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Michael Magnuson is counting down to graduation. With just six weeks left before he participates in the University of Wisconsin Oshkosh December 2009 commencement ceremony, he is keeping his fingers crossed that he’ll maintain his 3.7 GPA.

As an adult nontraditional student, parent and pastor, Magnuson balances his academics with family and work. And on top of all of the special considerations he must make due to these obligations, Magnuson is blind.

“Going back to school was not a difficult decision for me to make,” he said. “But even for a person who can see, school is difficult. To do this blindfolded, it’s even harder.”

Magnuson, who will be graduating with dual degrees in sociology and human resources, was one of 34 students inducted Nov. 6 into Alpha Sigma Lambda, the first adult nontraditional student honor society at UW Oshkosh. To be a member of the society, students must be undergraduate students seeking their first degree, enrolled in at least six credits, have at least a 3.2 cumulative GPA, have taken at least 12 liberal studies classes and have taken at least 24 credits at UW Oshkosh.

Alpha Sigma Lambda is a national honor society that recognizes adult students. The UW Oshkosh Omega Kappa chapter is the third to be granted in Wisconsin, and there are more than 300 chapters in the United States. Approximately 23 percent of UW Oshkosh students are nontraditional.

“I led the initiative for the honor society because I was looking for a way to recognize adult nontraditional students who attend school either full or part time and balance work and families while doing outstanding in their academics,” said Jennifer Stelter, associate advisor for UW Oshkosh’s Center for New Learning and president of the society.  “This honor society is another way UW Oshkosh can be a leader in recognizing and promoting adult education.”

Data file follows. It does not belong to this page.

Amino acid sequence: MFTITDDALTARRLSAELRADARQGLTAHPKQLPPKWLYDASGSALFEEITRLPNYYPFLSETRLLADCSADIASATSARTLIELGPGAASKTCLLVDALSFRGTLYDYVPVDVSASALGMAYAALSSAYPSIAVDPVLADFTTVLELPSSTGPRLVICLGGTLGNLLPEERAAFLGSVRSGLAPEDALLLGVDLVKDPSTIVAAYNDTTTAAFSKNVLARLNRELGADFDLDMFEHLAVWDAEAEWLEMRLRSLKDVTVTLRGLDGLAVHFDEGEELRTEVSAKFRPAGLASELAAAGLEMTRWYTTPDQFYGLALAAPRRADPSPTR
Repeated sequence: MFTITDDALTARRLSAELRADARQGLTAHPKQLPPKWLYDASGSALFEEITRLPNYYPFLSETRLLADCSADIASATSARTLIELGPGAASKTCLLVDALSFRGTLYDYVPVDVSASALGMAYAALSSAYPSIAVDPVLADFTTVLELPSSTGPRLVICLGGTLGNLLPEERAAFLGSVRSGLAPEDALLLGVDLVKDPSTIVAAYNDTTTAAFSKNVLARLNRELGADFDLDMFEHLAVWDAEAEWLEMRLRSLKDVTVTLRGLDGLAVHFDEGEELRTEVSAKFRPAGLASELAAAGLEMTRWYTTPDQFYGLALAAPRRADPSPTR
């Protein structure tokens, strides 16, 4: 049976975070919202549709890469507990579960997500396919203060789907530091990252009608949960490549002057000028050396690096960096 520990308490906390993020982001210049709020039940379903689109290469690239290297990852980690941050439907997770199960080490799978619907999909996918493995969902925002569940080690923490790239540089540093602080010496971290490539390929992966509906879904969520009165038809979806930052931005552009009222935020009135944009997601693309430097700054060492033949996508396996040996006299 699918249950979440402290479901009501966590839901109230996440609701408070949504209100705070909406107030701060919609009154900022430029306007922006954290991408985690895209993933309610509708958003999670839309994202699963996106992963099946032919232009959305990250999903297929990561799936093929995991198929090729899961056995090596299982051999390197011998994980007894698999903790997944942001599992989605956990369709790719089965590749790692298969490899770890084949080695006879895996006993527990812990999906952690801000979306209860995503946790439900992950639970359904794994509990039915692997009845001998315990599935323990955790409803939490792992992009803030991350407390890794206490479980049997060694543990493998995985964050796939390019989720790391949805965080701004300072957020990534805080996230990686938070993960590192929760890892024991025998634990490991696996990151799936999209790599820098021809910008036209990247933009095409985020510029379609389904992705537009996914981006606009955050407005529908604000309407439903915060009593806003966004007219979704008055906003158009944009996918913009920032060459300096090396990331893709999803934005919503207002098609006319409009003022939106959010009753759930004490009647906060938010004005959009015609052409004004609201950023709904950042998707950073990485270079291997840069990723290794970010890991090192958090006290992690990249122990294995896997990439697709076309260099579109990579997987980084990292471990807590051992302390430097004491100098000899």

The academic journey of an adult nontraditional student is often characterized by strong partnerships and support systems. A prime example of how these support systems help nontraditional students succeed is embodied in Mary and Lisa Nelson.

Mary and Lisa, a mother-daughter duo, made the decision to return to school together. Though they had different motivations, they share the same obstacles and triumphs. Both were inducted into the honor society.

“We took the same classes and even used each other’s books,” Mary said.

Because each is in the advanced stages of their programs – social work for Mary and nursing for Lisa – they no longer share classes.

“But we still support each other,” Lisa said. “I even called my mom once and told her I didn’t think I could do it.”

“I told her, ‘Yes, you can. Just relax, it’s going to be fine,’” Mary said.

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